Comment Period Extended for River Assessment

Comment Period Extended for River Assessment

Citizens concerned about pollution regarding the C&H Hog Farm near Big Creek in Mt. Judea, Ark., have a little more time to raise their concerns about the recent environmental assessment by two federal agencies of the facility.

Courtesy Photo Dr. Brahana checks a dye sample on the Buffalo River to observe the flow of ground water near the C&H Hog Farm fertilizer spray fields to the Buffalo River.

Courtesy Photo
Dr. Brahana checks a dye sample on the Buffalo River to observe the flow of ground water near the C&H Hog Farm fertilizer spray fields to the Buffalo River.

The Buffalo River Coalition claim the Finding of No Significant Impact (FONSI) assessment fails to consider the C&H hog facility’s impacts on water resources, air emissions, and on the public health and quality of life of the Mt. Judea community and the nearby Buffalo National River. However, the hog facility has been approved for all necessary permits by the Arkansas Department of Environmental Quality (ADEQ) to operate.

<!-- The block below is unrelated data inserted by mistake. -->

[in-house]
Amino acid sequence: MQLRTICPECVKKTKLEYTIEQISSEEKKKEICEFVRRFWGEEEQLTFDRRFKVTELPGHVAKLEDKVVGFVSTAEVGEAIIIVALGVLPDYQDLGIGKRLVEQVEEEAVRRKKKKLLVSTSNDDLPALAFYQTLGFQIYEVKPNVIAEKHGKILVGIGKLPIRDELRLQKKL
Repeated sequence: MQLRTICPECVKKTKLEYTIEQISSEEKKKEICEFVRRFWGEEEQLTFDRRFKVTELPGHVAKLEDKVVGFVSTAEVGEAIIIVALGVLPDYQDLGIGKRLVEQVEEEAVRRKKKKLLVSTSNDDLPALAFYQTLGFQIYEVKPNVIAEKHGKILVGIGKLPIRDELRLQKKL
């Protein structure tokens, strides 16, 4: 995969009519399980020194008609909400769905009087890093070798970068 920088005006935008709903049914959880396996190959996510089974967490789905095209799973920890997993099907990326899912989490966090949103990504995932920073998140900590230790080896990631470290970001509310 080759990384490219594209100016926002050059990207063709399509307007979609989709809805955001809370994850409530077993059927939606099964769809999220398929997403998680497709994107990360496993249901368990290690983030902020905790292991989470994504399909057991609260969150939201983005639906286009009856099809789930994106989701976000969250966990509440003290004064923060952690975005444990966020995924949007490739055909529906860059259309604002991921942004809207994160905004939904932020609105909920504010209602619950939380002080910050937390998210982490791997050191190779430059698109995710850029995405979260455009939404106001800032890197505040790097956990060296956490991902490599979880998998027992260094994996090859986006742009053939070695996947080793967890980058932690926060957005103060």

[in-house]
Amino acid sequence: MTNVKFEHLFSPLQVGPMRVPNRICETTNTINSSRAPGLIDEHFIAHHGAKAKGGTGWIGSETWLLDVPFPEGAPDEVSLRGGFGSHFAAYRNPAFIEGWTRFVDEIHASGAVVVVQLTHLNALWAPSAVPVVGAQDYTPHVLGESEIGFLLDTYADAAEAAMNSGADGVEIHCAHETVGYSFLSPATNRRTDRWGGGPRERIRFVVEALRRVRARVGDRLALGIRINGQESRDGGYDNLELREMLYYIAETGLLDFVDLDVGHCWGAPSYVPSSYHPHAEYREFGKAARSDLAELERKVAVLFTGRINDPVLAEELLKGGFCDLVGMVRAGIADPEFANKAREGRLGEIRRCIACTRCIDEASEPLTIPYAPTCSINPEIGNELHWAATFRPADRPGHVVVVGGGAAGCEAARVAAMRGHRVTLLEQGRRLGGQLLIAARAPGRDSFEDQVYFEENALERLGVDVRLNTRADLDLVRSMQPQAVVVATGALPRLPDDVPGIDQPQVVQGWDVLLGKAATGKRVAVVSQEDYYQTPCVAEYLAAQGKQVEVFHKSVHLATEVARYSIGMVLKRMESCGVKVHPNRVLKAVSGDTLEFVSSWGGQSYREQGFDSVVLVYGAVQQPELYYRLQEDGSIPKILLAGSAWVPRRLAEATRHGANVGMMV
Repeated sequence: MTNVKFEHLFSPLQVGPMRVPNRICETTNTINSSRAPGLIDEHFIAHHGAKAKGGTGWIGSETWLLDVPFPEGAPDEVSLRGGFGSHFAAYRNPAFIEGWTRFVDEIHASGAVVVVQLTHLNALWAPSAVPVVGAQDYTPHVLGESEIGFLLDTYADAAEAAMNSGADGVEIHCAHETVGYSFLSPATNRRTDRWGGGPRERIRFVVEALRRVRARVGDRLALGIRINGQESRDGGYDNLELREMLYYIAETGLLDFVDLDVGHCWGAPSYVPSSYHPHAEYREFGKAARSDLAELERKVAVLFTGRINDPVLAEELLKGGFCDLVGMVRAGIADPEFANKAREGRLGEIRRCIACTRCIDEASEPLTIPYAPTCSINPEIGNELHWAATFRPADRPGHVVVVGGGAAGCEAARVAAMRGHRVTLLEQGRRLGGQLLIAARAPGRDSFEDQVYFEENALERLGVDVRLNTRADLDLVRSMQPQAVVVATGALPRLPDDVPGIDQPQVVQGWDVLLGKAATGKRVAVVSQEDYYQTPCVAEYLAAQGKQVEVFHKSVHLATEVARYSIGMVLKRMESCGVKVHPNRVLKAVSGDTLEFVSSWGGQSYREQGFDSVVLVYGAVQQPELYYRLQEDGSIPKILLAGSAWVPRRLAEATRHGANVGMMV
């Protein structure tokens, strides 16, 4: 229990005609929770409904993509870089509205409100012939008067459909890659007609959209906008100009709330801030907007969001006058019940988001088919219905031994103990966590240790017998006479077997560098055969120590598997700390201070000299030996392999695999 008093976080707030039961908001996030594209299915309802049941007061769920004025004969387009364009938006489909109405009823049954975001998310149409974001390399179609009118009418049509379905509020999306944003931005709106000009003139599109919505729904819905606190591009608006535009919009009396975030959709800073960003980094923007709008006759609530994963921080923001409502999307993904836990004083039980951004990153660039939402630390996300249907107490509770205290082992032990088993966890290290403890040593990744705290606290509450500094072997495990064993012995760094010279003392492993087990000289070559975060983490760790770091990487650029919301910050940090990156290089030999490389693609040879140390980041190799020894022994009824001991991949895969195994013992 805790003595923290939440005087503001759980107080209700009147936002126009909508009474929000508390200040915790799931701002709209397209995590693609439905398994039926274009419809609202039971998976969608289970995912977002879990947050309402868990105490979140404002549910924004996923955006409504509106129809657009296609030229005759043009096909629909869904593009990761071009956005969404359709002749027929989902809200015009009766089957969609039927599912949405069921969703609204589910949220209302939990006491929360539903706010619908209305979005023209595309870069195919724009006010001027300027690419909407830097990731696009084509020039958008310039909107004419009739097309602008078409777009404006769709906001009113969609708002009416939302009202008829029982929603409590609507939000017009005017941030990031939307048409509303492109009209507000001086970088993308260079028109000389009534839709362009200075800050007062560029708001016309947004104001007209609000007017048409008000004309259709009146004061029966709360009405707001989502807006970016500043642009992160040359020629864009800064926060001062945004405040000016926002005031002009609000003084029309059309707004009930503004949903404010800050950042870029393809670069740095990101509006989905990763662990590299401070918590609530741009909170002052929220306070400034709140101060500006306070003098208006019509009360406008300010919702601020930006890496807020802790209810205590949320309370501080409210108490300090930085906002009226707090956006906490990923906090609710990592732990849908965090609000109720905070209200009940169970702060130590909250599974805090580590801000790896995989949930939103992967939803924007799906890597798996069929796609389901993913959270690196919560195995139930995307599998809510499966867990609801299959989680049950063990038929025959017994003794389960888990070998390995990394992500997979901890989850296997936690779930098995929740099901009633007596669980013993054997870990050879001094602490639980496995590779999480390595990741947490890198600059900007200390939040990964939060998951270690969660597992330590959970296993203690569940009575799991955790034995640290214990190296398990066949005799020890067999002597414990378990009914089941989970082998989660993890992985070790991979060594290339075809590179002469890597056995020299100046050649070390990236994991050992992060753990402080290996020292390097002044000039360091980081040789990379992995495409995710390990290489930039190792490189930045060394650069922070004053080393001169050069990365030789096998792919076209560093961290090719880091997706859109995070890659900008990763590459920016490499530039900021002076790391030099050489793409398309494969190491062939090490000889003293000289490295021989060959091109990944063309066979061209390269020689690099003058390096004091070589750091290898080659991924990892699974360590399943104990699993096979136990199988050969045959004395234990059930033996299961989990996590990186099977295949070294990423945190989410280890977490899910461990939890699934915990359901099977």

The deadline has been extended to Jan. 29 for the public to send their comments by mail to: C&H Hog Farms EA, c/o Cardno, Inc., 501 Butler Farm Road, Suite H, Hampton, VA 23666, and by email at:

“From our viewpoint, we’re stunned at some of the things they found in environmental assessment and determination of FONSI is really unbelievable,” said Dane Shumacher, a board member of the Buffalo River Watershed Alliance. “It’s important for people to weigh in because at this stage in the game they can still be influenced and hopefully take the road of doing further investigation.”